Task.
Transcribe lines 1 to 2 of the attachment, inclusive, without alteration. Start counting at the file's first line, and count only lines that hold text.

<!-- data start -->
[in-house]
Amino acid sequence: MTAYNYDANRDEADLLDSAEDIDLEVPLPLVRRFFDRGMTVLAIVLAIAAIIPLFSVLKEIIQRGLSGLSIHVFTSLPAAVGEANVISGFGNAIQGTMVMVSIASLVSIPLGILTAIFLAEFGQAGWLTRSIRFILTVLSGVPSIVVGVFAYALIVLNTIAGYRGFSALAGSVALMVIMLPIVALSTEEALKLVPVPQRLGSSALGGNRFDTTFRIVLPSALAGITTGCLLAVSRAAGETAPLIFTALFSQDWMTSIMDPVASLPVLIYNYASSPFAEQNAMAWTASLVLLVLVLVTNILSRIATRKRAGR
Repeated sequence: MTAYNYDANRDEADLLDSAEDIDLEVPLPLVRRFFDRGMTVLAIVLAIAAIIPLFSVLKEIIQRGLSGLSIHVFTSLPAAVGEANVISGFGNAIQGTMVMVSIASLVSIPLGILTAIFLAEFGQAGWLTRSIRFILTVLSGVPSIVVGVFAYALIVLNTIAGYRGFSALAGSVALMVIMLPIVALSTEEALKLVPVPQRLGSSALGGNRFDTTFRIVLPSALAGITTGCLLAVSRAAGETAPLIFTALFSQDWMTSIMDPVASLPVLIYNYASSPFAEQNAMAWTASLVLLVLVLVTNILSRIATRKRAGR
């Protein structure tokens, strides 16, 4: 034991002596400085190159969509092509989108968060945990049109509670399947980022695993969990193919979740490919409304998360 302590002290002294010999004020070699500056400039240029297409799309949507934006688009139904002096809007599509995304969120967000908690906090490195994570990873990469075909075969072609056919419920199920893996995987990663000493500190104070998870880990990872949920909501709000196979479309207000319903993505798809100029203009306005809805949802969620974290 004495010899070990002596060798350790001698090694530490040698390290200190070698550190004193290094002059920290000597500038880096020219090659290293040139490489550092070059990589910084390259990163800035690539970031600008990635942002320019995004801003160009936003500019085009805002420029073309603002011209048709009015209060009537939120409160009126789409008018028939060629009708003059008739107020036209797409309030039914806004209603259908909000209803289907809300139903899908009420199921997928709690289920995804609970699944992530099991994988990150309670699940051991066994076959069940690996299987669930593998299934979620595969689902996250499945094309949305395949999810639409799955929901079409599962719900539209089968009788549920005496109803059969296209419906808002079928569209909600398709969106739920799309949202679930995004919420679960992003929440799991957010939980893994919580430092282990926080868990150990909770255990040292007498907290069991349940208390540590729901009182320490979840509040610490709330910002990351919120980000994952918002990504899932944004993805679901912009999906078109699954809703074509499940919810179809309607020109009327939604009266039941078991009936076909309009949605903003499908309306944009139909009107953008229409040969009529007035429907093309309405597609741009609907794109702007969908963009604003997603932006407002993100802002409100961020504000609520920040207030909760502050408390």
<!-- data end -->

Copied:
[in-house]
Amino acid sequence: MTAYNYDANRDEADLLDSAEDIDLEVPLPLVRRFFDRGMTVLAIVLAIAAIIPLFSVLKEIIQRGLSGLSIHVFTSLPAAVGEANVISGFGNAIQGTMVMVSIASLVSIPLGILTAIFLAEFGQAGWLTRSIRFILTVLSGVPSIVVGVFAYALIVLNTIAGYRGFSALAGSVALMVIMLPIVALSTEEALKLVPVPQRLGSSALGGNRFDTTFRIVLPSALAGITTGCLLAVSRAAGETAPLIFTALFSQDWMTSIMDPVASLPVLIYNYASSPFAEQNAMAWTASLVLLVLVLVTNILSRIATRKRAGR